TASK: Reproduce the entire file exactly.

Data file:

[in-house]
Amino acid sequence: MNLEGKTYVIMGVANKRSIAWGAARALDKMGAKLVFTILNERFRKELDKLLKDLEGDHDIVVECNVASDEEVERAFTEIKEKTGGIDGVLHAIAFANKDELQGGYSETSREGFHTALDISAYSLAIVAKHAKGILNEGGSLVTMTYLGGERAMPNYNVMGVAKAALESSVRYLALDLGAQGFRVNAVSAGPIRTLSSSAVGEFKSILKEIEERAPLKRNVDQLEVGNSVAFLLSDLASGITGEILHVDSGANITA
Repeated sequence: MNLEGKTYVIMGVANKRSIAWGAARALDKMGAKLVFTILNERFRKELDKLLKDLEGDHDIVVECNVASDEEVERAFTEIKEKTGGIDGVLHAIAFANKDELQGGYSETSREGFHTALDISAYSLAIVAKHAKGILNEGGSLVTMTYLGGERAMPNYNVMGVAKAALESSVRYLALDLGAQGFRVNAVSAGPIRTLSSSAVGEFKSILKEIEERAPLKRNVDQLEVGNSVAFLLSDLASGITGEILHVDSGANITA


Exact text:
[in-house]
Amino acid sequence: MNLEGKTYVIMGVANKRSIAWGAARALDKMGAKLVFTILNERFRKELDKLLKDLEGDHDIVVECNVASDEEVERAFTEIKEKTGGIDGVLHAIAFANKDELQGGYSETSREGFHTALDISAYSLAIVAKHAKGILNEGGSLVTMTYLGGERAMPNYNVMGVAKAALESSVRYLALDLGAQGFRVNAVSAGPIRTLSSSAVGEFKSILKEIEERAPLKRNVDQLEVGNSVAFLLSDLASGITGEILHVDSGANITA
Repeated sequence: MNLEGKTYVIMGVANKRSIAWGAARALDKMGAKLVFTILNERFRKELDKLLKDLEGDHDIVVECNVASDEEVERAFTEIKEKTGGIDGVLHAIAFANKDELQGGYSETSREGFHTALDISAYSLAIVAKHAKGILNEGGSLVTMTYLGGERAMPNYNVMGVAKAALESSVRYLALDLGAQGFRVNAVSAGPIRTLSSSAVGEFKSILKEIEERAPLKRNVDQLEVGNSVAFLLSDLASGITGEILHVDSGANITA